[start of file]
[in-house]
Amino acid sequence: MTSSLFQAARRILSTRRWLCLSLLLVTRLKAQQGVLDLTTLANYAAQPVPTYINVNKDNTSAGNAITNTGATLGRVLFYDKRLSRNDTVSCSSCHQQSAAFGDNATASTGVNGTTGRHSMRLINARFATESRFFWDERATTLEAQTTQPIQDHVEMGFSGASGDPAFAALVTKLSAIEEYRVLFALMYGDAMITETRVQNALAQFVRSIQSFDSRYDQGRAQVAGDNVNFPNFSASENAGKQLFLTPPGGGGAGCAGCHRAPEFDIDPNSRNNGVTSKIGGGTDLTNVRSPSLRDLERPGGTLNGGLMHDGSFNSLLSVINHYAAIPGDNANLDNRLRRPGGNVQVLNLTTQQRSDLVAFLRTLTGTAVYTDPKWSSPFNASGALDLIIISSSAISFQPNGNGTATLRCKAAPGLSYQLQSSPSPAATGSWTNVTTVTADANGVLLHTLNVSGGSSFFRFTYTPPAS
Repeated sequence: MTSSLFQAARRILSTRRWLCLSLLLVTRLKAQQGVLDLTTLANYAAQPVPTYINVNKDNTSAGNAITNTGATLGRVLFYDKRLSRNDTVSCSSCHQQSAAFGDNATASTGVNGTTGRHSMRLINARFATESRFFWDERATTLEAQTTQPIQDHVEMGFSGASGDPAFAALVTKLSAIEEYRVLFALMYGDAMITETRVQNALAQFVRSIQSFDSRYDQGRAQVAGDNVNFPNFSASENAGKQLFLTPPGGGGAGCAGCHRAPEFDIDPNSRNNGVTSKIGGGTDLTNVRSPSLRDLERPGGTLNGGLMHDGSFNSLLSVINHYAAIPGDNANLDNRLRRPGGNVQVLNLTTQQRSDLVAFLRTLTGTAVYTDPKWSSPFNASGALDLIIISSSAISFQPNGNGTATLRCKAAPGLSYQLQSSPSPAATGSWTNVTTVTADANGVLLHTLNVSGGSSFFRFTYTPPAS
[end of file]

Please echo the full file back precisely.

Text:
[in-house]
Amino acid sequence: MTSSLFQAARRILSTRRWLCLSLLLVTRLKAQQGVLDLTTLANYAAQPVPTYINVNKDNTSAGNAITNTGATLGRVLFYDKRLSRNDTVSCSSCHQQSAAFGDNATASTGVNGTTGRHSMRLINARFATESRFFWDERATTLEAQTTQPIQDHVEMGFSGASGDPAFAALVTKLSAIEEYRVLFALMYGDAMITETRVQNALAQFVRSIQSFDSRYDQGRAQVAGDNVNFPNFSASENAGKQLFLTPPGGGGAGCAGCHRAPEFDIDPNSRNNGVTSKIGGGTDLTNVRSPSLRDLERPGGTLNGGLMHDGSFNSLLSVINHYAAIPGDNANLDNRLRRPGGNVQVLNLTTQQRSDLVAFLRTLTGTAVYTDPKWSSPFNASGALDLIIISSSAISFQPNGNGTATLRCKAAPGLSYQLQSSPSPAATGSWTNVTTVTADANGVLLHTLNVSGGSSFFRFTYTPPAS
Repeated sequence: MTSSLFQAARRILSTRRWLCLSLLLVTRLKAQQGVLDLTTLANYAAQPVPTYINVNKDNTSAGNAITNTGATLGRVLFYDKRLSRNDTVSCSSCHQQSAAFGDNATASTGVNGTTGRHSMRLINARFATESRFFWDERATTLEAQTTQPIQDHVEMGFSGASGDPAFAALVTKLSAIEEYRVLFALMYGDAMITETRVQNALAQFVRSIQSFDSRYDQGRAQVAGDNVNFPNFSASENAGKQLFLTPPGGGGAGCAGCHRAPEFDIDPNSRNNGVTSKIGGGTDLTNVRSPSLRDLERPGGTLNGGLMHDGSFNSLLSVINHYAAIPGDNANLDNRLRRPGGNVQVLNLTTQQRSDLVAFLRTLTGTAVYTDPKWSSPFNASGALDLIIISSSAISFQPNGNGTATLRCKAAPGLSYQLQSSPSPAATGSWTNVTTVTADANGVLLHTLNVSGGSSFFRFTYTPPAS